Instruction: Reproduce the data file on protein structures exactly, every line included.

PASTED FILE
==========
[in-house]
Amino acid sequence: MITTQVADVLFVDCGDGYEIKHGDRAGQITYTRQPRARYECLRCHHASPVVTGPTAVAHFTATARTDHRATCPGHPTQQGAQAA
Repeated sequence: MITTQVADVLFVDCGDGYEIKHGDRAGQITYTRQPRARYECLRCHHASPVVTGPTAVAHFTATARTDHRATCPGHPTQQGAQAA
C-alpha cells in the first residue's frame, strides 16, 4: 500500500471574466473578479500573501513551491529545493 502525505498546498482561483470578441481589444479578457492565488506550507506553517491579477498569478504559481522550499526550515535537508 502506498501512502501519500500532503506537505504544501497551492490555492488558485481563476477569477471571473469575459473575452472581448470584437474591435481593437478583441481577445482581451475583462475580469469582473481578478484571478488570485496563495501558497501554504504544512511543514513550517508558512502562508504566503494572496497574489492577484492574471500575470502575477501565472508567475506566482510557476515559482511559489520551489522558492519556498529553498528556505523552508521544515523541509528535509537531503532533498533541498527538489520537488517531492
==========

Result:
[in-house]
Amino acid sequence: MITTQVADVLFVDCGDGYEIKHGDRAGQITYTRQPRARYECLRCHHASPVVTGPTAVAHFTATARTDHRATCPGHPTQQGAQAA
Repeated sequence: MITTQVADVLFVDCGDGYEIKHGDRAGQITYTRQPRARYECLRCHHASPVVTGPTAVAHFTATARTDHRATCPGHPTQQGAQAA
C-alpha cells in the first residue's frame, strides 16, 4: 500500500471574466473578479500573501513551491529545493 502525505498546498482561483470578441481589444479578457492565488506550507506553517491579477498569478504559481522550499526550515535537508 502506498501512502501519500500532503506537505504544501497551492490555492488558485481563476477569477471571473469575459473575452472581448470584437474591435481593437478583441481577445482581451475583462475580469469582473481578478484571478488570485496563495501558497501554504504544512511543514513550517508558512502562508504566503494572496497574489492577484492574471500575470502575477501565472508567475506566482510557476515559482511559489520551489522558492519556498529553498528556505523552508521544515523541509528535509537531503532533498533541498527538489520537488517531492